*In the ongoing drama between Warner Bros, who released a film in 1916 titled “The Butler,” and The Weinstein Company [TWC], who is distributing the Lee Daniels film “The Butler” in the United States, Daniels is now speaking out, saying retitling the movie at this point “will most certainly hurt the film.”
As previously reported, the MPAA’s Title Registry Bureau ruled that TWC could not use the title because of the pre-existing 1916 short film that now resides in the Warner Bros. library. In response, TWC’s attorney David Boies fired off letters to the MPAA and Warners earlier Wednesday threatening litigation.
According to The Hollywood Reporter, Daniels has sent a letter to Warner Bros. Entertainment’s new CEO Kevin Tsujihara, pleading his case by describing the film – which stars Forest Whitaker and is based on the true story of Eugene Allen, who spent 34 years working at the White House until he retired as head butler – as a film he made “so I could show my kids, my family and my country some of the injustices and victories African-Americans and their families have experienced in the fight for Civil Rights.”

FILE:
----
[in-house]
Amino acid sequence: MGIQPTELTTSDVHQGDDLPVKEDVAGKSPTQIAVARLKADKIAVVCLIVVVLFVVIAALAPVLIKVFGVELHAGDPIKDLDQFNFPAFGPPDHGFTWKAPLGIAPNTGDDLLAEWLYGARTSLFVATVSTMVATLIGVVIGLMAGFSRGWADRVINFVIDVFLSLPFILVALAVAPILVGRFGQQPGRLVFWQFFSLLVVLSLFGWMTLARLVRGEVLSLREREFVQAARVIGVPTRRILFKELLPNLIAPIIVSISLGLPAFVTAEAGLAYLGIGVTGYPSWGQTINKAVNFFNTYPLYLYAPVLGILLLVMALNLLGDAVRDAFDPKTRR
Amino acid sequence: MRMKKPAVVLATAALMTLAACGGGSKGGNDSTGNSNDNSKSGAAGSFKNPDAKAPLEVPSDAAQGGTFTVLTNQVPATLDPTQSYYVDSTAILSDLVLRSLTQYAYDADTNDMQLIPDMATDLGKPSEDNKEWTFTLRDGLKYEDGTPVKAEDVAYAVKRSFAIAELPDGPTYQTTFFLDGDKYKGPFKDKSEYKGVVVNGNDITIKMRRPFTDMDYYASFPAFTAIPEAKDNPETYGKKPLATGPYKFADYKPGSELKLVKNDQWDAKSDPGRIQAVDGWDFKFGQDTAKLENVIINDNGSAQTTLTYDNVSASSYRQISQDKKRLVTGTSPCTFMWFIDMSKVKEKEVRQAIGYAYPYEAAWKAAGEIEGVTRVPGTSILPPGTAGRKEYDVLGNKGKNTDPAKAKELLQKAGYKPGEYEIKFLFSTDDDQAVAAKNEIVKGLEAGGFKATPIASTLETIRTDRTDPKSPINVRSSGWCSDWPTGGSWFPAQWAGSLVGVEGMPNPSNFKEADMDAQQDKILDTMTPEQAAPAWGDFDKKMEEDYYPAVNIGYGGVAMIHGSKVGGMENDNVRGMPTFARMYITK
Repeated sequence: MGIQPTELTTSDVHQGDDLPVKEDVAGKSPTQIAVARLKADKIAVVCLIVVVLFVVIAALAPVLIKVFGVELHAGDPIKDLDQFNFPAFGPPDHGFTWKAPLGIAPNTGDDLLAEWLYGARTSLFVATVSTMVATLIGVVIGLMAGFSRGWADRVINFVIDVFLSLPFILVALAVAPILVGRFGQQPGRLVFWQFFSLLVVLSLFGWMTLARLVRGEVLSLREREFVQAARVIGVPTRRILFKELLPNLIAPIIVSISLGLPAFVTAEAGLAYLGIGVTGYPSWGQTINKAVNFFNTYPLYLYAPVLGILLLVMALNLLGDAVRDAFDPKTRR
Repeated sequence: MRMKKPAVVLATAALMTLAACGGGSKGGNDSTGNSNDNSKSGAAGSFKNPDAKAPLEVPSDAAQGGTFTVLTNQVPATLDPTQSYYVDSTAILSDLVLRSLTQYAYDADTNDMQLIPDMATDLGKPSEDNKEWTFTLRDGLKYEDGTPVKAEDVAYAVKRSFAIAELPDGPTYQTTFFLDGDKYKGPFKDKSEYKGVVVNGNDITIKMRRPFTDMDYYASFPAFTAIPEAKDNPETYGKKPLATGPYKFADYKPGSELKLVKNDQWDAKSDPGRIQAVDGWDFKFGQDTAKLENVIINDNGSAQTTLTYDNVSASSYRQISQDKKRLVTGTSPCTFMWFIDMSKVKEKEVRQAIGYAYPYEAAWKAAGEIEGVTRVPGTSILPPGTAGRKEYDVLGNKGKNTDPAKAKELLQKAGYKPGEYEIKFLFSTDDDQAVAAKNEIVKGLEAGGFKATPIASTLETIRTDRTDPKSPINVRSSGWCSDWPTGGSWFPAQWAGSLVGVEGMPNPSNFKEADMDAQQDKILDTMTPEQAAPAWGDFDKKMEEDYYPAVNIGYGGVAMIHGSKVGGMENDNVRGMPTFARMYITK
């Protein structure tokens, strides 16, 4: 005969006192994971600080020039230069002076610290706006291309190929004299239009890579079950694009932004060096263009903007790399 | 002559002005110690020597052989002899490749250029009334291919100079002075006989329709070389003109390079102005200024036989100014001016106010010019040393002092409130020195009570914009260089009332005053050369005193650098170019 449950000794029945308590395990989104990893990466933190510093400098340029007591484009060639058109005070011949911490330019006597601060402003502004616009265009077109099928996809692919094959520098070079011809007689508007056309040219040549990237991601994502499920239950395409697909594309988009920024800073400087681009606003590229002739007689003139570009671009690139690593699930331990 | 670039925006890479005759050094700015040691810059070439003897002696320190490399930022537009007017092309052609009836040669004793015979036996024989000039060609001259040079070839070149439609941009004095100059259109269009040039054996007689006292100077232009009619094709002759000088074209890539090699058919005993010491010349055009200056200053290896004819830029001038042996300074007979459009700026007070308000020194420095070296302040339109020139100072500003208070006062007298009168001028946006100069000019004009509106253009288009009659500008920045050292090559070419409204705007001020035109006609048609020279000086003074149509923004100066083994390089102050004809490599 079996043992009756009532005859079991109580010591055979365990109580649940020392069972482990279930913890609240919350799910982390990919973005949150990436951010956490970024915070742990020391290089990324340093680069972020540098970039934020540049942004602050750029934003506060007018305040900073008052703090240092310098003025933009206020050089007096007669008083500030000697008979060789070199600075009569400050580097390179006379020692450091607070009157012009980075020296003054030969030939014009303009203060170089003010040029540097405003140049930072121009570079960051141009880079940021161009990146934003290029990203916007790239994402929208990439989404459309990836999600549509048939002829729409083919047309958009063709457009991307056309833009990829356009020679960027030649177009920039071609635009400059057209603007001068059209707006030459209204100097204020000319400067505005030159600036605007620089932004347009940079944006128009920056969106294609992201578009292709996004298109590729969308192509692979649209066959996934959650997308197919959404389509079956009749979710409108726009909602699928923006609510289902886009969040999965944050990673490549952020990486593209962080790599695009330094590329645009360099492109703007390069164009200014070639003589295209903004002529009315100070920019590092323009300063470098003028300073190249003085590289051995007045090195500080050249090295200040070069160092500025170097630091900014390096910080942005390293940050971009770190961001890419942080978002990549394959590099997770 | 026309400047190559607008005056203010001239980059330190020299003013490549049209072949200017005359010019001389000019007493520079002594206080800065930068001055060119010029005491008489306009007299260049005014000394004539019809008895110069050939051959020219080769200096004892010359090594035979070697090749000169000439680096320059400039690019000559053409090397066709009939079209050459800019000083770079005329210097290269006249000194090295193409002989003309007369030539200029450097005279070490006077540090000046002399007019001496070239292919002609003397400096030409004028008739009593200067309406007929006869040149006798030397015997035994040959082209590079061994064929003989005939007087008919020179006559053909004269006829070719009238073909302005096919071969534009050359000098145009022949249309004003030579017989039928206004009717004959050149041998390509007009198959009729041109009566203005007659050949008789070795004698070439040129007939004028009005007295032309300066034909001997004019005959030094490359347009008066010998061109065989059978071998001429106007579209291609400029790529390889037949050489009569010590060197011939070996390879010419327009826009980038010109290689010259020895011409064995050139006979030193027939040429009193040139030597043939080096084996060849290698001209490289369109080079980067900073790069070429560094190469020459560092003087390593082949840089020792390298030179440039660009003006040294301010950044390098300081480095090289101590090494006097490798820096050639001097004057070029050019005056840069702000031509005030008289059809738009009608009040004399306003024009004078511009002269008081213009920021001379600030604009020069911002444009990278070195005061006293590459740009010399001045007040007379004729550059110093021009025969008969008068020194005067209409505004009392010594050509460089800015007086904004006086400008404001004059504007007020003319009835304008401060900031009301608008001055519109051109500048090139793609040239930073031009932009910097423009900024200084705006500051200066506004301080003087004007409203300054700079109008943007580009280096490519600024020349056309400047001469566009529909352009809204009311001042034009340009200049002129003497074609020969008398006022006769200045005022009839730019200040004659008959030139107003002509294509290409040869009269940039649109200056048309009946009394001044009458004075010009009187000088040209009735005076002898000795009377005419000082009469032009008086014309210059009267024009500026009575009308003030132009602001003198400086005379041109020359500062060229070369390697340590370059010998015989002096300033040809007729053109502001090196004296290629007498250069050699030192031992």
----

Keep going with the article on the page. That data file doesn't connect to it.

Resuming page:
The movie, he continued, “tells the story of the Civil Rights Movement from the sit-ins and the Freedom Riders, to Selma, Martin Luther King’s assassination and the election of the first Black president.”
Daniels wrote that working on the film “is the proudest moment of my professional career, I am heartbroken as I write this letter.” He explained that the modestly budgeted movie is not intended to be a blockbuster and “if we were to change the title a mere six weeks before we open, it would most certainly hurt the film by limiting the number of people who would ultimately see this important story.”
Offering to screen the movie for Tsujihara, Daniels said, “I truly believe that once you watch it, you would not want to cause this film any harm.”
Daniels concluded the letter by adding he has the support of its stars Whitaker, Oprah Winfrey, Cuba Gooding, Jr., and David Oyelowo as well as the film’s screenwriter Danny Strong. Copies also were sent to Warners executives Sue Kroll, Greg Silverman and Dan Fellman.